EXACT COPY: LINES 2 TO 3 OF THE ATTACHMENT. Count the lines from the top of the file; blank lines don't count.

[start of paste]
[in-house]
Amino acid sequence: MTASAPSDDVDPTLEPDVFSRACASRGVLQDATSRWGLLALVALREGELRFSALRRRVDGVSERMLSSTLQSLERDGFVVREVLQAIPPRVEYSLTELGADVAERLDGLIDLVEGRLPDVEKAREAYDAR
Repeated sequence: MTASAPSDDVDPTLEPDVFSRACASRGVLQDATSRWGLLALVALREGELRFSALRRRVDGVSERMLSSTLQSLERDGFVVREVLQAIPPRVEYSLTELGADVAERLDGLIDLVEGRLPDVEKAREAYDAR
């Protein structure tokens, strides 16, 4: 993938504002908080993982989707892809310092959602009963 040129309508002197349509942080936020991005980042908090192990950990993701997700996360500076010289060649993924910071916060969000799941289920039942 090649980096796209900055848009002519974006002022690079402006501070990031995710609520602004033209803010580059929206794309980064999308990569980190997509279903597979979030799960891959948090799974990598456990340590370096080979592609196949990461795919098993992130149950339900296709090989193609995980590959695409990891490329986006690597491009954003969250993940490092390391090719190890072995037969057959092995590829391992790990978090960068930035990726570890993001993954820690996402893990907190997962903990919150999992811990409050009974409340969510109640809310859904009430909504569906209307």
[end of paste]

Amino acid sequence: MTASAPSDDVDPTLEPDVFSRACASRGVLQDATSRWGLLALVALREGELRFSALRRRVDGVSERMLSSTLQSLERDGFVVREVLQAIPPRVEYSLTELGADVAERLDGLIDLVEGRLPDVEKAREAYDAR
Repeated sequence: MTASAPSDDVDPTLEPDVFSRACASRGVLQDATSRWGLLALVALREGELRFSALRRRVDGVSERMLSSTLQSLERDGFVVREVLQAIPPRVEYSLTELGADVAERLDGLIDLVEGRLPDVEKAREAYDAR